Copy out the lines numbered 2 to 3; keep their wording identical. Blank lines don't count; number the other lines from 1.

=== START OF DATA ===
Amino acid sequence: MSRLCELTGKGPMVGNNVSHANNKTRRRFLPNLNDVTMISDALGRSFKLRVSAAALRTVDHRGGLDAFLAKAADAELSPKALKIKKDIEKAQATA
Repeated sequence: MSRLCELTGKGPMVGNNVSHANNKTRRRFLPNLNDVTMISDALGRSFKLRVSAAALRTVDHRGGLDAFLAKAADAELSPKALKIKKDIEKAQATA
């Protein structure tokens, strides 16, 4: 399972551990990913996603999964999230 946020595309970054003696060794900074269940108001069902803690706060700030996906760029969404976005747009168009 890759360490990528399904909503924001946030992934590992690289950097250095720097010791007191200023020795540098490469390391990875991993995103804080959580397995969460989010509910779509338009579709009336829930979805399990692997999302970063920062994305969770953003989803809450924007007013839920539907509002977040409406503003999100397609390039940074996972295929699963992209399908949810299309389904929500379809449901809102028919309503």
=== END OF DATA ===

Repeated sequence: MSRLCELTGKGPMVGNNVSHANNKTRRRFLPNLNDVTMISDALGRSFKLRVSAAALRTVDHRGGLDAFLAKAADAELSPKALKIKKDIEKAQATA
């Protein structure tokens, strides 16, 4: 399972551990990913996603999964999230 946020595309970054003696060794900074269940108001069902803690706060700030996906760029969404976005747009168009 890759360490990528399904909503924001946030992934590992690289950097250095720097010791007191200023020795540098490469390391990875991993995103804080959580397995969460989010509910779509338009579709009336829930979805399990692997999302970063920062994305969770953003989803809450924007007013839920539907509002977040409406503003999100397609390039940074996972295929699963992209399908949810299309389904929500379809449901809102028919309503």